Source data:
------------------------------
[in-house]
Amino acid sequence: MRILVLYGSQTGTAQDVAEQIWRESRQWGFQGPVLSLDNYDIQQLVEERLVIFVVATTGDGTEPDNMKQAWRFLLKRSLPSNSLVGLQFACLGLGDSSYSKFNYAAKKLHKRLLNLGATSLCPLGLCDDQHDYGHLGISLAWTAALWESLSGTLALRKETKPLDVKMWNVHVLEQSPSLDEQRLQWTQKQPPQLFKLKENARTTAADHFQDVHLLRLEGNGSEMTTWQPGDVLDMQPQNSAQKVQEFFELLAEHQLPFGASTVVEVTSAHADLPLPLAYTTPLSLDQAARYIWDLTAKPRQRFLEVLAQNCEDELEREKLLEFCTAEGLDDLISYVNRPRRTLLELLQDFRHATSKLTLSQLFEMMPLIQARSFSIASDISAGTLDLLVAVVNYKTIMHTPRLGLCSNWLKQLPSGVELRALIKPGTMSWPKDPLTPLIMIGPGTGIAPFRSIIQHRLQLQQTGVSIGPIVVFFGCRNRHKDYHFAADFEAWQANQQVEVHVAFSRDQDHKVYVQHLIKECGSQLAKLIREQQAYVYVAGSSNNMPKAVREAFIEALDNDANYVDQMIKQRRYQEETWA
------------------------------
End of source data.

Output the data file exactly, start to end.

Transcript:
[in-house]
Amino acid sequence: MRILVLYGSQTGTAQDVAEQIWRESRQWGFQGPVLSLDNYDIQQLVEERLVIFVVATTGDGTEPDNMKQAWRFLLKRSLPSNSLVGLQFACLGLGDSSYSKFNYAAKKLHKRLLNLGATSLCPLGLCDDQHDYGHLGISLAWTAALWESLSGTLALRKETKPLDVKMWNVHVLEQSPSLDEQRLQWTQKQPPQLFKLKENARTTAADHFQDVHLLRLEGNGSEMTTWQPGDVLDMQPQNSAQKVQEFFELLAEHQLPFGASTVVEVTSAHADLPLPLAYTTPLSLDQAARYIWDLTAKPRQRFLEVLAQNCEDELEREKLLEFCTAEGLDDLISYVNRPRRTLLELLQDFRHATSKLTLSQLFEMMPLIQARSFSIASDISAGTLDLLVAVVNYKTIMHTPRLGLCSNWLKQLPSGVELRALIKPGTMSWPKDPLTPLIMIGPGTGIAPFRSIIQHRLQLQQTGVSIGPIVVFFGCRNRHKDYHFAADFEAWQANQQVEVHVAFSRDQDHKVYVQHLIKECGSQLAKLIREQQAYVYVAGSSNNMPKAVREAFIEALDNDANYVDQMIKQRRYQEETWA